Grand challenges in research on arachnid diversity, conservation, and biogeography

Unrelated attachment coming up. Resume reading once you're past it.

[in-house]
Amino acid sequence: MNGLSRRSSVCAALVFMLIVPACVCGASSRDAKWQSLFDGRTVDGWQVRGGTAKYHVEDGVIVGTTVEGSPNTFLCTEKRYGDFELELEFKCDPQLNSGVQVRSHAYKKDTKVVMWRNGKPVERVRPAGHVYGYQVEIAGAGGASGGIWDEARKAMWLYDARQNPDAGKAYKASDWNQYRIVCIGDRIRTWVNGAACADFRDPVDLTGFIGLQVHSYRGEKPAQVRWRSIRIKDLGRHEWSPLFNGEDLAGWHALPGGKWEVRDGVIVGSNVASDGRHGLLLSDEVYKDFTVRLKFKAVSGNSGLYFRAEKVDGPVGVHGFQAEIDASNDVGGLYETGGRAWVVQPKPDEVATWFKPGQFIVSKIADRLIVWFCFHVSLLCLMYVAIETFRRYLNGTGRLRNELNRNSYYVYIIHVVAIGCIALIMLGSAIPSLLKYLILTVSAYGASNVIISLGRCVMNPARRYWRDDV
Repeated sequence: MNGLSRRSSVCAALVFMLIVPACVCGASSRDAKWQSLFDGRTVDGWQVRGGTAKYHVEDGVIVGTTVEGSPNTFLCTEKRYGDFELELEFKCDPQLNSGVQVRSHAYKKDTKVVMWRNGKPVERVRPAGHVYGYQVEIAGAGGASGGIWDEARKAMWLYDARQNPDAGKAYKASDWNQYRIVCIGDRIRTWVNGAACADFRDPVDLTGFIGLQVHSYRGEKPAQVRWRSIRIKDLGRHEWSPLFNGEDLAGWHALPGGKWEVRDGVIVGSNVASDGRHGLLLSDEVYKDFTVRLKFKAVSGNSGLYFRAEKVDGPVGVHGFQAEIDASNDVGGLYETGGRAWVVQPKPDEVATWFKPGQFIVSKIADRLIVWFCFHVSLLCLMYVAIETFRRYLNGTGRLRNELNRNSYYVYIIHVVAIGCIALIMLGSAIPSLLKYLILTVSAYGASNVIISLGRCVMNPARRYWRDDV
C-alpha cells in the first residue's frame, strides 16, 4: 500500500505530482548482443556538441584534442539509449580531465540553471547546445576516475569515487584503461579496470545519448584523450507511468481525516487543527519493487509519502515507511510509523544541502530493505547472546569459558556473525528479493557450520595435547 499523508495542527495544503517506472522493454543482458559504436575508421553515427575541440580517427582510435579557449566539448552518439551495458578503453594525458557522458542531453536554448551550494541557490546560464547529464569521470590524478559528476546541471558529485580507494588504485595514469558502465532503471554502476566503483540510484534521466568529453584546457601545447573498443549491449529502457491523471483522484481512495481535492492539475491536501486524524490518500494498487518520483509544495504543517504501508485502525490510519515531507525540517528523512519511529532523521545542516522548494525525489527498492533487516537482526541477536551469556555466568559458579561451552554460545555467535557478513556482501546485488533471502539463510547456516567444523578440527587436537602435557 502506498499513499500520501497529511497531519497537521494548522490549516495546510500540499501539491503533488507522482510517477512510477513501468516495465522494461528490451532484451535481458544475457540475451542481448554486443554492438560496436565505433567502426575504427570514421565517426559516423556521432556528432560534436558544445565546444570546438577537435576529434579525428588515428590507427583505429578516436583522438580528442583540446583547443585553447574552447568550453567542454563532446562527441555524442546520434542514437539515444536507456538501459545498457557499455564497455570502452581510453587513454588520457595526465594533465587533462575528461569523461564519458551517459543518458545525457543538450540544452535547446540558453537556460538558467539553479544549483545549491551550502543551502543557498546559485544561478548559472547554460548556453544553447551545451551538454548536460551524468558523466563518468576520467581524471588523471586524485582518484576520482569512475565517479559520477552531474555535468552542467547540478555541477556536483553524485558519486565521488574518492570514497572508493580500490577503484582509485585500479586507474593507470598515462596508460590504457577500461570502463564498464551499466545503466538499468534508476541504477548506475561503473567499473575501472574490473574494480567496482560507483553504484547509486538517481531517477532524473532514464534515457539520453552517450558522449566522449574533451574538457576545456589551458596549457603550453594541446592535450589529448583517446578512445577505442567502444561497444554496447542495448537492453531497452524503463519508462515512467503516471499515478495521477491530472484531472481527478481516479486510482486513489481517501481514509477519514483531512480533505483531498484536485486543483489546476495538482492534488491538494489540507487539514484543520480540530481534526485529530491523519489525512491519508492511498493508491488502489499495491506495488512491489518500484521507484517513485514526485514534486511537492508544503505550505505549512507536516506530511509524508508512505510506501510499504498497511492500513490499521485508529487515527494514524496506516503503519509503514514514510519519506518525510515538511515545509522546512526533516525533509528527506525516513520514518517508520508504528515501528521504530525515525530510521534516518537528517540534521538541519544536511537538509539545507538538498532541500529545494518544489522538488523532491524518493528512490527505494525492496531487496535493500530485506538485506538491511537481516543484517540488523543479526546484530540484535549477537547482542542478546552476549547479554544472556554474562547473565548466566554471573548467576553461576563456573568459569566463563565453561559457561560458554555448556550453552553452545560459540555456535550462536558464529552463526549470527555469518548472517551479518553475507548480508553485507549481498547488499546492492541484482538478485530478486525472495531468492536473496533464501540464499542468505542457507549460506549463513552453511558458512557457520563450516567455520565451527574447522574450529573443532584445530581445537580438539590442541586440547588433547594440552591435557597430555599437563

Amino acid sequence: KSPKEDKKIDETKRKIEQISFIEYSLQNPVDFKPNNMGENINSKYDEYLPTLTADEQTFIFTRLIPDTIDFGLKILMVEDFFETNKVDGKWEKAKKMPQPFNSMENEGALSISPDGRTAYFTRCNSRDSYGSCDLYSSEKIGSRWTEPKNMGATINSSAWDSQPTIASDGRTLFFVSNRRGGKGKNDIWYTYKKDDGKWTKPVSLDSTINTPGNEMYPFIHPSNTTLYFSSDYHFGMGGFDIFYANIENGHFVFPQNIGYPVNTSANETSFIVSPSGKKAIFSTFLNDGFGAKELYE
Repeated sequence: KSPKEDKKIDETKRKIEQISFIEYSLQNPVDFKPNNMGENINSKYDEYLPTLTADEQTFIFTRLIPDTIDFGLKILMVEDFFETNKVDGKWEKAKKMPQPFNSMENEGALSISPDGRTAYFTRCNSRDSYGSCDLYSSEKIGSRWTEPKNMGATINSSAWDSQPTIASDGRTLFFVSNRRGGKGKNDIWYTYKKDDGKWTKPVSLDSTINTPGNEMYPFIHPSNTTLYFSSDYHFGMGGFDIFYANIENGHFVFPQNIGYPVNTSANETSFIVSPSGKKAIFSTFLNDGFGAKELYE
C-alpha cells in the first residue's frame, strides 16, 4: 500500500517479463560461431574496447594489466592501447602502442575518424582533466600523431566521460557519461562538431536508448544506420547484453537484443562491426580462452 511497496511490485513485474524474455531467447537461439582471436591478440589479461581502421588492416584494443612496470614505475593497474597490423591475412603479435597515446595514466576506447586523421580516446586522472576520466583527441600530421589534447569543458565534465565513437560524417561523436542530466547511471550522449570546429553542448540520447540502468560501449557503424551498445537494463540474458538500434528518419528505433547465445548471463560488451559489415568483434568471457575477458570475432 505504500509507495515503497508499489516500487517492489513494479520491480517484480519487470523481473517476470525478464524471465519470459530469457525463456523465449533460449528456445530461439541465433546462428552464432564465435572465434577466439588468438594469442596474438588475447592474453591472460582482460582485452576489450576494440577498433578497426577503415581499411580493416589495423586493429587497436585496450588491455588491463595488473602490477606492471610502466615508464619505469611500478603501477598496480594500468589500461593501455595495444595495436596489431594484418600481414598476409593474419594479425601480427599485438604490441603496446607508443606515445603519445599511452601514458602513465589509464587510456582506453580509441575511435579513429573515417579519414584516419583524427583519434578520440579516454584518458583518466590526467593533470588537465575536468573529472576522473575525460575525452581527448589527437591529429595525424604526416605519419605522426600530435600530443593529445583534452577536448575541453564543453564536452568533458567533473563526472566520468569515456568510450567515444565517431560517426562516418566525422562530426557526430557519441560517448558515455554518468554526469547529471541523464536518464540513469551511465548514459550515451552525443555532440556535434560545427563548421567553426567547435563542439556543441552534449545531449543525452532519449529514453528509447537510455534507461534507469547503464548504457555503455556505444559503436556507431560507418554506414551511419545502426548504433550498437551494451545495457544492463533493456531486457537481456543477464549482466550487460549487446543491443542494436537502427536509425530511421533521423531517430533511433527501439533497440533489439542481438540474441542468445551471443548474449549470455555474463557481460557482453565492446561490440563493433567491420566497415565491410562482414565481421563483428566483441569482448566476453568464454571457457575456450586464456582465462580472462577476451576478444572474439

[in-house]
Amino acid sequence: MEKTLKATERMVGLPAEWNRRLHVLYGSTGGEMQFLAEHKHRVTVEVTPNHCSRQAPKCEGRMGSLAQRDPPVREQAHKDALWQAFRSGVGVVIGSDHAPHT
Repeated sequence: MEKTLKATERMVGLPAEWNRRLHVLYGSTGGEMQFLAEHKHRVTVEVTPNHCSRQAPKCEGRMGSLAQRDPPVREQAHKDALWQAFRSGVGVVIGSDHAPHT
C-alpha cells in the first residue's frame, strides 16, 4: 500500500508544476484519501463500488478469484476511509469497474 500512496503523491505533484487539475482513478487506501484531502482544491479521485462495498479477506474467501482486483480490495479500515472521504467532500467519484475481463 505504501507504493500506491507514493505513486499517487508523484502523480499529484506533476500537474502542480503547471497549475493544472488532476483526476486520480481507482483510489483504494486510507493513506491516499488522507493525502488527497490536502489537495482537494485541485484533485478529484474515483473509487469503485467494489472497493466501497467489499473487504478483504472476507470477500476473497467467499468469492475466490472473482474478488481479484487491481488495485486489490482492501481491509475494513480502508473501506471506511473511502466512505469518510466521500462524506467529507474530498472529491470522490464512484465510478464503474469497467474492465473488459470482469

Arachnids, an ancient lineage of chelicerate arthropods, are the largest order of carnivorous animals on the planet. Their diversity and abundance render them the prominent predators of insects and other arthropods in most ecosystems. Yet, they are relatively poorly known, for example, the known diversity of spider around 51,000 species represents but a fraction of their actual diversity that may be as great as 150-200,000 species. Arachnids as a whole may comprise a lineage of over a million species. Most of the yet to be discovered species are likely tropical. Recent years have seen a major growth in the understanding of arachnid biogeography, where they are highly informative due to great variability in dispersal potential. Some spiders are among the first organisms to arrive in any newly formed habitat, such as islands emerging from the sea, other arachnids may move less than a meter in their entire lives. With respect to conservation, research on arachnids is just beginning to emerge. Yet arachnids show great promise in conservation biology due to their diversity, role as key predators, and the highly geographically structured populations of dispersal limited groups. Thus opportunities in research of arachnid diversity, conservation, and biogeography abound.
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